I saw an alert from the National Center for Science Education that another bill has been introduced in the Missouri legislature to damage science education by attacking Evolution.
Intelligent Design was proposed a few years ago as an alternative to Evolution after the Supreme Court ruled that Creationism couldn’t be taught. It’s essentially a way to insert Creationism under another label into public school curricula. This was demonstrated conclusively in a big court case in Pennsylvania a few years ago: http://ncse.com/creationism/legal/cdesign-proponentsists
That ID is rebranded Creationism wouldn’t inherently be a problem for public school science education if ID presented any ideas that held up to scientific scrutiny. Unfortunately, it doesn’t. ID proponents have had more than a dozen years to demonstrate that their ideas have more predictive and explanatory power than Evolutionary Theory does, but they’ve never been successful. The closest they’ve come are with notions of “Irreducible Complexity” and “Specific Complexity”. Unfortunately for them, every example they’ve ever presented as an example of IC or SC has then been shown to be explainable through existing Evolutionary processes.
Further, IC and SC boil down to the idea that hard problems are hard, so we should stop trying to find answers to them. Instead of being an advancement of science, ID represents an end to scientific inquiry.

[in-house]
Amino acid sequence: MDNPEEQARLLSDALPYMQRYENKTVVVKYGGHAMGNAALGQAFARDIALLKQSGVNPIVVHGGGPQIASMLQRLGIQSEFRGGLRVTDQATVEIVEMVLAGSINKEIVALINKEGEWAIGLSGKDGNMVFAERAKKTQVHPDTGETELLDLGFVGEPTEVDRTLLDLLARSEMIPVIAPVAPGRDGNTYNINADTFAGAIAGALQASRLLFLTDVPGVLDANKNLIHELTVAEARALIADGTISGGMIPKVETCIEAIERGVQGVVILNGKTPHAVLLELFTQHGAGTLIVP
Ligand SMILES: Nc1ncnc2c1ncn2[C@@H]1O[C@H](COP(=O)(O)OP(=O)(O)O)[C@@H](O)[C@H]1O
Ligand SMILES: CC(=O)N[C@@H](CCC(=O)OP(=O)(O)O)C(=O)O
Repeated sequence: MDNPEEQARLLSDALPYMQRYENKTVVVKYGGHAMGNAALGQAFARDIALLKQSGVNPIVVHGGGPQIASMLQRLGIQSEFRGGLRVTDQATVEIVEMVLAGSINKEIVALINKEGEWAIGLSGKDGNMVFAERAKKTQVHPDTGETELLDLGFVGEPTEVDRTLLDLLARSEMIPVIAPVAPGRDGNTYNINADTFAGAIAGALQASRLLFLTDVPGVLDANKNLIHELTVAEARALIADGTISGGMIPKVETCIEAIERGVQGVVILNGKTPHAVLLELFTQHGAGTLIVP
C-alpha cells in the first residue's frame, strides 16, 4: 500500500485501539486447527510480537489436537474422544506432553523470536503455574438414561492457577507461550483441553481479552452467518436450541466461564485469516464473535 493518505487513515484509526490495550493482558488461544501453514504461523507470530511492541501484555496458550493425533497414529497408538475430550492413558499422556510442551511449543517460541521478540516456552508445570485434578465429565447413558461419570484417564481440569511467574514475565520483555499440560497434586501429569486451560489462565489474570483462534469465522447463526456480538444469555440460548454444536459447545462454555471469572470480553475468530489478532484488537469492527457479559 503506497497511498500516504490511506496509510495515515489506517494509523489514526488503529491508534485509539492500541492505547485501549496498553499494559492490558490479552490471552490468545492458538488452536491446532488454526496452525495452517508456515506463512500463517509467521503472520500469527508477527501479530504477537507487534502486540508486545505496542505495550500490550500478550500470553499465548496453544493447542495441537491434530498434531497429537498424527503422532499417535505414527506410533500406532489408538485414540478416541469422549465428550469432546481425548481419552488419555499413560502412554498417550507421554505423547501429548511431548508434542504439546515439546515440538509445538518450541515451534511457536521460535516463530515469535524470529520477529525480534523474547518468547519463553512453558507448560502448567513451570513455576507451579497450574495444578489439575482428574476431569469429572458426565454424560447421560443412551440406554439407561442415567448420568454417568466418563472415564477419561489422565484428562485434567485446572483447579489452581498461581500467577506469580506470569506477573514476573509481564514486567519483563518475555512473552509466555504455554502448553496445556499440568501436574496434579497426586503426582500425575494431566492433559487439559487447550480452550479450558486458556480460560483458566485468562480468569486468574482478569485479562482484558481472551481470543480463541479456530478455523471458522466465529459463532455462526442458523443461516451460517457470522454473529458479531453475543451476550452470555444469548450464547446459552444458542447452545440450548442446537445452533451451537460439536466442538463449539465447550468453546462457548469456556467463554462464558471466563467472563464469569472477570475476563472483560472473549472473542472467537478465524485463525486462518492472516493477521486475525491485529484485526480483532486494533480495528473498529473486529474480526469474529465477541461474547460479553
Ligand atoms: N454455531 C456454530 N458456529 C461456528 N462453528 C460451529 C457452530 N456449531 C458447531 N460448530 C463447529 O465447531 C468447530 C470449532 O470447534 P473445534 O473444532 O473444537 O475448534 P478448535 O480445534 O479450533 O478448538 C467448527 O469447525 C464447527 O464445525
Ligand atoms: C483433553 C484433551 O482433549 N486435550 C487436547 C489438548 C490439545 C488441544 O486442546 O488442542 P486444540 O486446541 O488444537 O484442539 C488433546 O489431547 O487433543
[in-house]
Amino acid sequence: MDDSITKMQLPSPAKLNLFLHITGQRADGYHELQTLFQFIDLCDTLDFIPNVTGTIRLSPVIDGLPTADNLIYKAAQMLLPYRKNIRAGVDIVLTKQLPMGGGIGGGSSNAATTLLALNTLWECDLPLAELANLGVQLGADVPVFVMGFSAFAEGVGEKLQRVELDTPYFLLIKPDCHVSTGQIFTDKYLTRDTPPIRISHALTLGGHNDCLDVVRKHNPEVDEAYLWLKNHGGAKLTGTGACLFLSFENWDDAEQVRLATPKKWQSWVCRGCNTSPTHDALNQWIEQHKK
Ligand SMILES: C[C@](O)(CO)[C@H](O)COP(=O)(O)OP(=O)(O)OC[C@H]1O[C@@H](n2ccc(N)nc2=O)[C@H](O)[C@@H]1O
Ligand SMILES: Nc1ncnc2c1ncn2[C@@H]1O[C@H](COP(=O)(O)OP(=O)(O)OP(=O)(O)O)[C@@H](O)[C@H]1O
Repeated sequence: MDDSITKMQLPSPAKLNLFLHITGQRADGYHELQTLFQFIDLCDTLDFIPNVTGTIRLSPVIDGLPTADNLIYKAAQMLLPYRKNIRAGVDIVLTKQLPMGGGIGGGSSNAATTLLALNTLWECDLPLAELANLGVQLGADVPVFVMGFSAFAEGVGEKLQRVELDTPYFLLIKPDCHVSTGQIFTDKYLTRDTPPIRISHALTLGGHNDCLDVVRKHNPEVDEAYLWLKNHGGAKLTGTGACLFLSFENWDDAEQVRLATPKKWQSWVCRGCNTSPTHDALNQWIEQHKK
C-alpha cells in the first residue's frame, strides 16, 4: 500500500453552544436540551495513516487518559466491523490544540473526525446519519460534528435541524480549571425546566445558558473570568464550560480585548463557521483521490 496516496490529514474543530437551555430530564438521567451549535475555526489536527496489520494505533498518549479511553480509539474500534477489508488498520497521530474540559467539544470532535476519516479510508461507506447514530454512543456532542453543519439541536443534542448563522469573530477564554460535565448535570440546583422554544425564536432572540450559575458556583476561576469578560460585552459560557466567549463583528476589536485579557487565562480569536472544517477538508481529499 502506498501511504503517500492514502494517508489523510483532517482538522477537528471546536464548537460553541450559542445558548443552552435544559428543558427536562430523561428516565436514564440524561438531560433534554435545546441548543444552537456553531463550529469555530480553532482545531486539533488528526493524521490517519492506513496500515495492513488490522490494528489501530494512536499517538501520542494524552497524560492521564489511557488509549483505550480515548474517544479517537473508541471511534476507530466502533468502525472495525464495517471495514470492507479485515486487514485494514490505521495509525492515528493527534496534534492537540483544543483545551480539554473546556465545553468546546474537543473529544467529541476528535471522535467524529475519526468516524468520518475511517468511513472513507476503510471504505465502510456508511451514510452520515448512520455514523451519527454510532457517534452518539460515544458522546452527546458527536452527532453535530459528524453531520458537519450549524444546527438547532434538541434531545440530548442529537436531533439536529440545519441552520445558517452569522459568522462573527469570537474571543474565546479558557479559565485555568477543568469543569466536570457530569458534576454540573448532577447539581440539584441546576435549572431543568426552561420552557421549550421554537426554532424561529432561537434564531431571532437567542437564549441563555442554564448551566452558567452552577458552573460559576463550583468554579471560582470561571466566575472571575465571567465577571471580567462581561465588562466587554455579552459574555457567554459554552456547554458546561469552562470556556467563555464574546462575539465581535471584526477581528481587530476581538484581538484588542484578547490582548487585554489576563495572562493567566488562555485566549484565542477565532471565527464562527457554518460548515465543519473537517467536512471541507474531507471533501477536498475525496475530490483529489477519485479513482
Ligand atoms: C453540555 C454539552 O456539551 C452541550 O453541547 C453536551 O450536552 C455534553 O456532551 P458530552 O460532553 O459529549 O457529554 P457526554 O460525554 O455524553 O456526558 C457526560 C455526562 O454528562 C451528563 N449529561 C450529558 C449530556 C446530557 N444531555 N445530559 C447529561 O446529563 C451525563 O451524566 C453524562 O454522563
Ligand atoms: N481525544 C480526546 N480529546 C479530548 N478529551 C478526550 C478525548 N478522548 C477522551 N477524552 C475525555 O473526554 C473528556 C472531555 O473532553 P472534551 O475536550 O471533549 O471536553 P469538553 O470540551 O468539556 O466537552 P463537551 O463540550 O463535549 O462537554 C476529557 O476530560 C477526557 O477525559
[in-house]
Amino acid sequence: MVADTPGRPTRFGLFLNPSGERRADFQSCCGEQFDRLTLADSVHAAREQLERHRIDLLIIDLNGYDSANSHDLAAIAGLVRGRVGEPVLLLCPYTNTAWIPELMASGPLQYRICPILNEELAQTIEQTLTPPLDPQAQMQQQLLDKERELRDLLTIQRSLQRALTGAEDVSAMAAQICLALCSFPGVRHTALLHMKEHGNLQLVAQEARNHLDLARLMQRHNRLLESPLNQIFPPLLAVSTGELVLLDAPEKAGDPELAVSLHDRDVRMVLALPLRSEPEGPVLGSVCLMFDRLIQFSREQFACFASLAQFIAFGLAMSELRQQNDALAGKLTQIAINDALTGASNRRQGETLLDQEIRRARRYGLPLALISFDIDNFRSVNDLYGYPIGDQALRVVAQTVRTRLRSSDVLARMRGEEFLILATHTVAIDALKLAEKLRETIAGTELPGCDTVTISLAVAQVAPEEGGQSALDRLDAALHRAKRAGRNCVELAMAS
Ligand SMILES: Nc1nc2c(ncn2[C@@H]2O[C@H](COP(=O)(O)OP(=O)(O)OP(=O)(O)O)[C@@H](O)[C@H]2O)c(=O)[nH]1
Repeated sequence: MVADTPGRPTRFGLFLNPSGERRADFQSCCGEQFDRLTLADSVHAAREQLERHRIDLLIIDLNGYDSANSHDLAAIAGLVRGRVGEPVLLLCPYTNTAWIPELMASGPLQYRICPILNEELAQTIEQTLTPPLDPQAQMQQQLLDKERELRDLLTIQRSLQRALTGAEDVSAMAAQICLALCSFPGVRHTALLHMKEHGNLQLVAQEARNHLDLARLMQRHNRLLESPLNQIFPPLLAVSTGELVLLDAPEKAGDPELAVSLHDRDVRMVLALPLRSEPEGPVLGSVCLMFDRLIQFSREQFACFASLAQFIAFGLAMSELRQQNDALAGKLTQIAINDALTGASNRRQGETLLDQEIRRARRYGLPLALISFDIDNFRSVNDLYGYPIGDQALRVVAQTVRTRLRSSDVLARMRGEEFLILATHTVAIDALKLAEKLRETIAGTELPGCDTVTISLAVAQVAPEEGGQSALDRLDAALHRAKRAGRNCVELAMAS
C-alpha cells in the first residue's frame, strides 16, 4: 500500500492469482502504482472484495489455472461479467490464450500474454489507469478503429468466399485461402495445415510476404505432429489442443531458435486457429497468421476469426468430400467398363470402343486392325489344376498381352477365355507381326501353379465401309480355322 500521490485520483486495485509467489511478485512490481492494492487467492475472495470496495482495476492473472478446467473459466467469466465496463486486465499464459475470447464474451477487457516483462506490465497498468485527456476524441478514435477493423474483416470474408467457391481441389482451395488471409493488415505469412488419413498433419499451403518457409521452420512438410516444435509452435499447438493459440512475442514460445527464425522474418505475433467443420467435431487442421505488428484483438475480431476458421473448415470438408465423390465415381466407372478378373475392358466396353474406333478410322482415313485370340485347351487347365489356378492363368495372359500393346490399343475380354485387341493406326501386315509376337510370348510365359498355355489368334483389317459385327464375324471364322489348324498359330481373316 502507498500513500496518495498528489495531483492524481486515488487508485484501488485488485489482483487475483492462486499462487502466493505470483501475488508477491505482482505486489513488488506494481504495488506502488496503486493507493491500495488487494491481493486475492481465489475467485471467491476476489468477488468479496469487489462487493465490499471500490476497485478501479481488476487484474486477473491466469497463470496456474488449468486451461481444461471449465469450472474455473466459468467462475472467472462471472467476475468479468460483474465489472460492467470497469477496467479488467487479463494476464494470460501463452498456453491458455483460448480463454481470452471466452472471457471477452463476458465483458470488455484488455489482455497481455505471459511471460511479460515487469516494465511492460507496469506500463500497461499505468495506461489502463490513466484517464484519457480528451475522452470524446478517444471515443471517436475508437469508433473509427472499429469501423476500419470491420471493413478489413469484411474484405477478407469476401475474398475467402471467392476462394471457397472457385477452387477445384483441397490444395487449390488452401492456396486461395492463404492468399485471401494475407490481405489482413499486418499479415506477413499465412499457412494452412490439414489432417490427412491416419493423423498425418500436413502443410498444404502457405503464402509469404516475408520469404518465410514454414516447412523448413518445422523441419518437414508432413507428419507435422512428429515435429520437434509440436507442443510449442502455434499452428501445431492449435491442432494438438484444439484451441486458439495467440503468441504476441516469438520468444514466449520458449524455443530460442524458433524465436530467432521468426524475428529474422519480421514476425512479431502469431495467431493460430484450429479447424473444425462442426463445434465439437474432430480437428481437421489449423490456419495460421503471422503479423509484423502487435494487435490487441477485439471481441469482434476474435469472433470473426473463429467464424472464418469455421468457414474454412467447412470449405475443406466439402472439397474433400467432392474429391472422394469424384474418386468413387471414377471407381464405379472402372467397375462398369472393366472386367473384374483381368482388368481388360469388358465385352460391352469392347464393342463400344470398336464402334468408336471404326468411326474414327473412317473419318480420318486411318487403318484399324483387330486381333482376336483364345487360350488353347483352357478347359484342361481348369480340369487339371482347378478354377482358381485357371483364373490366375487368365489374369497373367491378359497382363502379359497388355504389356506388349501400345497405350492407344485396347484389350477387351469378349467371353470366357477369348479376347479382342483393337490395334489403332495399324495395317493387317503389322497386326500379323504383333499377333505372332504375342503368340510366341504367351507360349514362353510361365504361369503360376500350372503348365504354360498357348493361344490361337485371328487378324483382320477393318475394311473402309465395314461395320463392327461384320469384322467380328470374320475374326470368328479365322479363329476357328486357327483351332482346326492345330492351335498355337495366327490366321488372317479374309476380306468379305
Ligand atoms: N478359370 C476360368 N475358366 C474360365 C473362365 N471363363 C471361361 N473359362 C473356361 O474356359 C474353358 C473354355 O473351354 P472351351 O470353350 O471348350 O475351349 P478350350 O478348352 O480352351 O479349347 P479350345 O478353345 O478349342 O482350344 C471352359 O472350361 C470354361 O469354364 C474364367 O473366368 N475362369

I care about science education, so this sort of interference rankles me. As an analogy, it would be the same as proposing giving 9th graders equal access to astrology and astronomy and expecting them to be able to figure out which is more likely to be true. Or asking 7th graders to be able to tell the difference between chemistry and alchemy when their teachers aren’t allowed to tell them which has evidence behind it. Or teaching 10th graders that the Holocaust might or might not have happened (and it’s just not fair to give evidence one way or the other).
Even with the failures of ID proponents to this point, that’s not to say they shouldn’t be able to continue trying. They should definitely keep trying. However, what they shouldn’t do is subvert the educational process by attempting to inject a failed hypothesis into science education.
The academic process is to test the frontiers of knowledge and develop and test new ideas in the post-graduate and professional ranks. When ideas have been demonstrated to be reliable, then they are taught to the lower levels of college and eventually to public schools.
This bill (and others like it) is an attempt to skip the line – to give a failed notion equal billing with a theory that has been tested and validated for 150 years and not give unsuspecting students the tools to tell the difference.
It’s not fair to science, and it’s not fair to the students.